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Viewing Unstained Living Preparations

10/17/16


Viewing Unstained Living Preparations

There are several problems associated with microscopy of living preparations such as cell suspensions protozoa, or living bacteria. First, the cells aren't stained, so you can't see them well in bright field mode. Second, they are often quite small. The combination of factors makes it difficult to find them in the focal plane. Third, they may be moving. Fourth, the suspension is likely to dry up from the heat of the lamp before you have a chance to do much observing.

Preparing a Vaseline chamber easily solves the fourth problem. Simply take a single cover slip and hold it between thumb and forefinger by the edges. Pick up some Vaseline on the other forefinger and rub it over your thumb to make a film Scrape your thumb carefully on each edge of the coverslip to make a continuous Vaseline ledge. Place a drop or two of suspension on a clean slide, and turn the coverslip over on top of the drop. Press down the edges to seal the chamber against evaporation.

When preparing a Vaseline mount, keep in mind that the image becomes degraded with thicker mounts, especially at high powers in dark field or phase contrast. Unless the specimen is large and fragile enough to be damaged by pressing down too hard on the coverslip, keep the chamber depth very shallow.

The hardest part is finding the correct focal plane. Since the cells are unstained and usually unpigmented, the most convenient mode is dark field. Every speck of dust, and of course every cell, will show up if it is in focus. Movement can be readily detected, so that you can actually take advantage of having moving organisms. With the lowest power, in dark field mode, focus on the edge of an air bubble or the Vaseline layer, to reach the focal plane between top of slide and bottom of coverslip. You should see some Brownian motion or other evidence that you are looking at a liquid layer.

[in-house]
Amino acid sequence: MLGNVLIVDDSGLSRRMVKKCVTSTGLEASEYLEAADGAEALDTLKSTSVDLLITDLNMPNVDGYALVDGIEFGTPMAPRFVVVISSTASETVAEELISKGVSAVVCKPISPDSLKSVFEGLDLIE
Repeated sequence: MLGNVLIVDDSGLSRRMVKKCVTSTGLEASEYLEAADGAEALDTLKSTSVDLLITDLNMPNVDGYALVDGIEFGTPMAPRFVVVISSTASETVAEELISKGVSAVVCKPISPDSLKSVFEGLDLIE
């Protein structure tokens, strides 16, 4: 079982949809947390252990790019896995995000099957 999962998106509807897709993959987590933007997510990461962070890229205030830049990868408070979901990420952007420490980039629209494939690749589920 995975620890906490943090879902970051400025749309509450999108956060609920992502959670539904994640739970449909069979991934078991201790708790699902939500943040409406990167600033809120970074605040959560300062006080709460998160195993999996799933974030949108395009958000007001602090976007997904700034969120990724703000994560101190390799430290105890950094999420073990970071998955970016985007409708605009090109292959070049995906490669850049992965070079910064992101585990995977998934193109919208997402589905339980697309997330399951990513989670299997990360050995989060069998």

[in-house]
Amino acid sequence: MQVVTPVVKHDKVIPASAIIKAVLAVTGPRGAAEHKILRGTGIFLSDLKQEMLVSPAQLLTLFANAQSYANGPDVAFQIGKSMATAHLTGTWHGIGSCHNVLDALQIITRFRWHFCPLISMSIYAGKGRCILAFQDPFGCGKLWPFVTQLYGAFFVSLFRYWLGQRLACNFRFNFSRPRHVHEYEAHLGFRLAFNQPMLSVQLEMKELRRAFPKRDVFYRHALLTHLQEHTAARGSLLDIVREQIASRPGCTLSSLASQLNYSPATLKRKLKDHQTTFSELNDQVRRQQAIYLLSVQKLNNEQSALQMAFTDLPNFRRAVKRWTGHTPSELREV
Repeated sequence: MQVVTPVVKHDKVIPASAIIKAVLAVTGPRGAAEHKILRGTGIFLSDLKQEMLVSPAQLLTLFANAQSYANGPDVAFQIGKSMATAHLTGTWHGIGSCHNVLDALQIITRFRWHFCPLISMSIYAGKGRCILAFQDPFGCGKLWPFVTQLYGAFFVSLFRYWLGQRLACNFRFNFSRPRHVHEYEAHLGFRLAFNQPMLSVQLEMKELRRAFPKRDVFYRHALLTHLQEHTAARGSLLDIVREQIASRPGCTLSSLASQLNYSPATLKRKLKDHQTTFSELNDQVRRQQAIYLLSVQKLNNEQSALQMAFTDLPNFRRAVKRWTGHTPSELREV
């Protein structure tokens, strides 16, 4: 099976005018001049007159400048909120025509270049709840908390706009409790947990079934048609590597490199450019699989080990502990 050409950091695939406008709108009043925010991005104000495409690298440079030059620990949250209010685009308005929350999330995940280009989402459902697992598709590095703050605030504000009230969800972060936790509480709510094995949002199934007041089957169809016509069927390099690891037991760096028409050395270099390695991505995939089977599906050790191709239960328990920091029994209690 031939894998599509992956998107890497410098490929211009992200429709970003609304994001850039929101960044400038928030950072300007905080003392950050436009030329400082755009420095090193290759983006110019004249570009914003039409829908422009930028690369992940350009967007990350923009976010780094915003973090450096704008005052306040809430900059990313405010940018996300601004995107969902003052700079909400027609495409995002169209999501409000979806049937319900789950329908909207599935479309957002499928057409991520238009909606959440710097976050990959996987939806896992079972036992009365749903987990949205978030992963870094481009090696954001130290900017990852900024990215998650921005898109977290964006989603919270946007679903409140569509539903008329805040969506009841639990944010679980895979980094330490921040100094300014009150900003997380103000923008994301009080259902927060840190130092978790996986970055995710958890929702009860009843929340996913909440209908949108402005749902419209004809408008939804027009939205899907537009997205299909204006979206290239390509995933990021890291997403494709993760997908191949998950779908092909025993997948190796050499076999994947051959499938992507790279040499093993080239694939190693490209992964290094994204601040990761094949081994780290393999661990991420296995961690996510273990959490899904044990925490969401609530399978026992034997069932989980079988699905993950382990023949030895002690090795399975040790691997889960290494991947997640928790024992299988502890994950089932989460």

Staying in dark field mode, move to 1OOx final magnification. Even the smallest protozoa should be evident at this magnification, and bacteria can be distinguished by their movement. Focus on something that resembles a specimen of interest. It takes practice to recognize a small target at low power, so be patient.

Center the target, switch to the high dry objective, and use either dark field or phase contrast modes to observe. You may even try bright field, adjusting the aperture diaphragm to provide adequate contrast.


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